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Western Digital (WD) Gold 12TB Hard Drive Review

Rating: 8.5.

Western Digital’s Gold range of hard drives have been designed to service nearline enterprise environments and as such they have a range of sensors and technologies onboard to help them maintain peak performance in such environments. The latest Gold model launched has a 12TB capacity and is the new flagship drive for the range.

The 12TB Gold uses WD’s 4th generation HelioSeal helium technology allowing eight 1.5TB platters and 16 heads to be built into an enclosure that is 26.1 mm high. Like all the Gold range it has a spin speed of 7,200rpm and comes with a 256MB cache. The 12TB drive currently sits at the top of range of seven drives starting at 1TB. The smaller capacity drives (1, 2, 4 and 6TB) have 128MB caches while the 8TB and 10TB models have 256MB of cache.

Quoted peak transfer rate for the drive is 255MB/s and WD claim a 550TB a year work load.

WD back the Gold range of drives with a 5 year warranty.

Physical Specifications:
Usable Capacities: 12TB
Spindle Speed: 7,200rpm
No. Of Heads: 16
No. Of Platters: 8
Cache: 256MB
Recording Method: Perpendicular Magnetic Recording (PMR)
Interface: Serial ATA (SATA) 6Gb/s (SATA III)
Form Factor: 3.5in
Dimensions: 147 x 101.6 x 26.1mm
Drive Weight: 660g

Firmware Version: 01.01H01


Built on a standard 3.5in format but with a thickness of 26.11mm, the 12TB Gold has a spindle speed of 7,200rpm and 256MB of cache.


The drive uses WD’s 4th generation HelioSeal helium technology and PMR (Perpendicular Magnetic Recording) to support eight 1.5TB platters (discs) each with an areal density of 864 Gbit/inch2 and 16 reading heads.


A quick look at the flip side of the PCB reveals a Avago 6097 drive controller and a single Nanya NT5CC128M16IP-D1 DDR3-1600 256MB cache IC.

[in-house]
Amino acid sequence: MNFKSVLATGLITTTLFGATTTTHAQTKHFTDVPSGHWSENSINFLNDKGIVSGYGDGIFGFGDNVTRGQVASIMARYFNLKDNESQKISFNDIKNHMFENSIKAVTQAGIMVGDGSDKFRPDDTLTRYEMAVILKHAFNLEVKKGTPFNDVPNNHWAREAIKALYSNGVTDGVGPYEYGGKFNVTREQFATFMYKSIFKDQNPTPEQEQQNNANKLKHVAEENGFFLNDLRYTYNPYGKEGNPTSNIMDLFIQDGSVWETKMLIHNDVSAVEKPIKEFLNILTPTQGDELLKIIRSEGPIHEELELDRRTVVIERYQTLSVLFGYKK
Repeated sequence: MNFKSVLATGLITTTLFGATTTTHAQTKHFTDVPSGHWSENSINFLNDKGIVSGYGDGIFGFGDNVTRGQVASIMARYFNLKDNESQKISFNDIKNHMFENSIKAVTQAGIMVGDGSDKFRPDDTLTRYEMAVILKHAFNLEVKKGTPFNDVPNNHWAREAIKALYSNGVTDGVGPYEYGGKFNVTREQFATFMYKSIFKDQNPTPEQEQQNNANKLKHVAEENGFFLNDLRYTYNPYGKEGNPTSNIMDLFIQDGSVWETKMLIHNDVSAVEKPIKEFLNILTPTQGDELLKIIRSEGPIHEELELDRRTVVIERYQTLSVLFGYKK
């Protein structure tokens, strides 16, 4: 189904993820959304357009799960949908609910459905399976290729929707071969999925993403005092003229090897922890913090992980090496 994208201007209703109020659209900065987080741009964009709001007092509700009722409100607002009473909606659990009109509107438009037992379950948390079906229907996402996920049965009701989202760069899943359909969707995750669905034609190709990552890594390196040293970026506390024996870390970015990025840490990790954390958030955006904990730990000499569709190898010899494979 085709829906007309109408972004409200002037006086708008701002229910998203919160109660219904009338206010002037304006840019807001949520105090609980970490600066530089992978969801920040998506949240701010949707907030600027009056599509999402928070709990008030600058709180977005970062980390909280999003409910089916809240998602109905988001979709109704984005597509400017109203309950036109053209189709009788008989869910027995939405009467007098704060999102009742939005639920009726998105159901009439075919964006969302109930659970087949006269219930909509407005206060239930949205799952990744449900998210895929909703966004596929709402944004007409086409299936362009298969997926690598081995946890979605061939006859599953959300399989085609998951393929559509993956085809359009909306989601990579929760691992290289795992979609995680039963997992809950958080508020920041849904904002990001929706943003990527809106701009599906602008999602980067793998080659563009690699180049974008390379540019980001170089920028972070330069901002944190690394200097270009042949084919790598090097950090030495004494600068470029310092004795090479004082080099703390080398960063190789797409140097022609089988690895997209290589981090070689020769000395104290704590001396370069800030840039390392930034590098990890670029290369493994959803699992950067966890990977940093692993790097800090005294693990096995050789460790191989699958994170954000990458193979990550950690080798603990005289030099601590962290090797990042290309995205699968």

For testing, the drives are all wiped and reset to factory settings by HDDerase V4. We try to use free or easily available programs and some real world testing so you can compare our findings against your own system.
This is a good way to measure potential upgrade benefits.

Main system:
Intel Core i7-7700K with 16GB of DDR4-3200 RAM, Sapphire R9 390 Nitro and an Asus Prime Z270-A motherboard.

Other drives:
Seagate NAS 8TB
Seagate BarraCuda Pro 12TB
Seagate IronWolf Pro 12TB
Seagate IronWolf 10TB
Toshiba N300 8TB
Toshiba P300 3TB
Toshiba X300 6TB
WD Black 6TB
WD Black 4TB
WD Red 4TB
WD Red 8TB

Atto Disk Benchmark.
CrystalMark 3.0.3.

All our results were achieved by running each test five times with every configuration this ensures that any glitches are removed from the results. Trim is confirmed as running by typing fsutil behavior query disabledeletenotify into the command line.

Crystalmark is a useful benchmark to measure theoretical performance levels of hard drives and SSD’s. We are using V3.0.3.

When dealing with random small bity files at a deep queue depth, the WD Gold 12TB is very much a mixed bag. Its read performance makes it the fastest HDD drive we’ve seen to date but its write performance by comparison is disappointing.

The ATTO Disk Benchmark performance measurement tool is compatible with Microsoft Windows. Measure your storage systems performance with various transfer sizes and test lengths for reads and writes. Several options are available to customize your performance measurement including queue depth, overlapped I/O and even a comparison mode with the option to run continuously.

Use ATTO Disk Benchmark to test any manufacturers RAID controllers, storage controllers, host adapters, hard drives and SSD drives and notice that ATTO products will consistently provide the highest level of performance to your storage.

WD quote a peak transfer rate for the 12TB Gold drive at 255MB/s and our ATTO benchmark results were certainly in the ballpark of that figure with reads coming in at 252MB/s and writes at 249MB/s, not quite as quick as the two recent 12TB Seagate drives.

IOMeter is another open source synthetic benchmarking tool which is able to simulate the various loads placed on hard drive and solid state drive technology.

We test with both random read and write 4k tests, as shown above.  We do test all drives in exactly the same way, so the results are directly comparable.

When the 4K random read/write IOPS performance of the drive at shallow depths was tested, the drive came back with the best speeds for a HDD drive we tested to date with writes at 747 IOPS and reads at 716 IOPS.